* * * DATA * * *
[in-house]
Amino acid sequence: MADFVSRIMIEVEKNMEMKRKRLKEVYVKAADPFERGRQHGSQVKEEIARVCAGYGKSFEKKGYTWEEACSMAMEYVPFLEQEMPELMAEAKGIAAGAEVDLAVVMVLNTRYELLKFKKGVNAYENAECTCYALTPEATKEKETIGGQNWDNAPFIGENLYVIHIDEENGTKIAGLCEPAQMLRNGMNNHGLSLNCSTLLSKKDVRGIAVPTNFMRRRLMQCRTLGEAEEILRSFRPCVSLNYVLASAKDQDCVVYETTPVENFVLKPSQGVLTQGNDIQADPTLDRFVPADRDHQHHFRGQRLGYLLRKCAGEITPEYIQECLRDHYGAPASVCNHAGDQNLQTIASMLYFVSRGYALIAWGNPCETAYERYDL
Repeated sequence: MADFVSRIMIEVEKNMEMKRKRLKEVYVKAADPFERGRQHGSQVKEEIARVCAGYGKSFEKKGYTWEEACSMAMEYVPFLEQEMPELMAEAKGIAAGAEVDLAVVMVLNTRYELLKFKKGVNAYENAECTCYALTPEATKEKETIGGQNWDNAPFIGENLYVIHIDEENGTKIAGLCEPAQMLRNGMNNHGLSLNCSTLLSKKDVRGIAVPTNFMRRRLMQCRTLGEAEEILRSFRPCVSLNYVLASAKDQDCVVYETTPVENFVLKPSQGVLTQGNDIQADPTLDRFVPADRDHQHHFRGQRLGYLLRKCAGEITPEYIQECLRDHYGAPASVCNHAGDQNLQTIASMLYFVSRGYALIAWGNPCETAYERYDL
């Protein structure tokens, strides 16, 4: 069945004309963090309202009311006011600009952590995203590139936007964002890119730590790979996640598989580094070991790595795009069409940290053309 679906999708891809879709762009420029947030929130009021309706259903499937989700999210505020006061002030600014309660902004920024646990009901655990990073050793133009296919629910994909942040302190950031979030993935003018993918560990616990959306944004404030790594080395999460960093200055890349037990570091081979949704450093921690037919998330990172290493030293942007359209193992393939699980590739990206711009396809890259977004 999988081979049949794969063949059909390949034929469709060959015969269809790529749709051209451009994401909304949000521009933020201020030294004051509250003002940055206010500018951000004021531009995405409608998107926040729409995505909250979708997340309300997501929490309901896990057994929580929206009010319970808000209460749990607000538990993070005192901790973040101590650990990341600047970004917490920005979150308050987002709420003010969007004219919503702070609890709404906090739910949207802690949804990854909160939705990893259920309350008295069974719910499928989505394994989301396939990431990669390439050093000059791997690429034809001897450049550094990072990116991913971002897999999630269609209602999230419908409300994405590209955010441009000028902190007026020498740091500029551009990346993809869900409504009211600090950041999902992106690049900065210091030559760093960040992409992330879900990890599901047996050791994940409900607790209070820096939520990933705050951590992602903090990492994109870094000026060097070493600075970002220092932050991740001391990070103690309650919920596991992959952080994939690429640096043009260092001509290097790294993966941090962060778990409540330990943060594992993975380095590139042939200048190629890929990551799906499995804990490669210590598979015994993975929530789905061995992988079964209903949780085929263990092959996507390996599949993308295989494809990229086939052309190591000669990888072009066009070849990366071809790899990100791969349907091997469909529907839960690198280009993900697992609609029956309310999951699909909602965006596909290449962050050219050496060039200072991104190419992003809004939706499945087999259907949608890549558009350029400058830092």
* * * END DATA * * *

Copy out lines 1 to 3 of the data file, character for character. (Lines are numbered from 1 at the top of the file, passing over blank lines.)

[in-house]
Amino acid sequence: MADFVSRIMIEVEKNMEMKRKRLKEVYVKAADPFERGRQHGSQVKEEIARVCAGYGKSFEKKGYTWEEACSMAMEYVPFLEQEMPELMAEAKGIAAGAEVDLAVVMVLNTRYELLKFKKGVNAYENAECTCYALTPEATKEKETIGGQNWDNAPFIGENLYVIHIDEENGTKIAGLCEPAQMLRNGMNNHGLSLNCSTLLSKKDVRGIAVPTNFMRRRLMQCRTLGEAEEILRSFRPCVSLNYVLASAKDQDCVVYETTPVENFVLKPSQGVLTQGNDIQADPTLDRFVPADRDHQHHFRGQRLGYLLRKCAGEITPEYIQECLRDHYGAPASVCNHAGDQNLQTIASMLYFVSRGYALIAWGNPCETAYERYDL
Repeated sequence: MADFVSRIMIEVEKNMEMKRKRLKEVYVKAADPFERGRQHGSQVKEEIARVCAGYGKSFEKKGYTWEEACSMAMEYVPFLEQEMPELMAEAKGIAAGAEVDLAVVMVLNTRYELLKFKKGVNAYENAECTCYALTPEATKEKETIGGQNWDNAPFIGENLYVIHIDEENGTKIAGLCEPAQMLRNGMNNHGLSLNCSTLLSKKDVRGIAVPTNFMRRRLMQCRTLGEAEEILRSFRPCVSLNYVLASAKDQDCVVYETTPVENFVLKPSQGVLTQGNDIQADPTLDRFVPADRDHQHHFRGQRLGYLLRKCAGEITPEYIQECLRDHYGAPASVCNHAGDQNLQTIASMLYFVSRGYALIAWGNPCETAYERYDL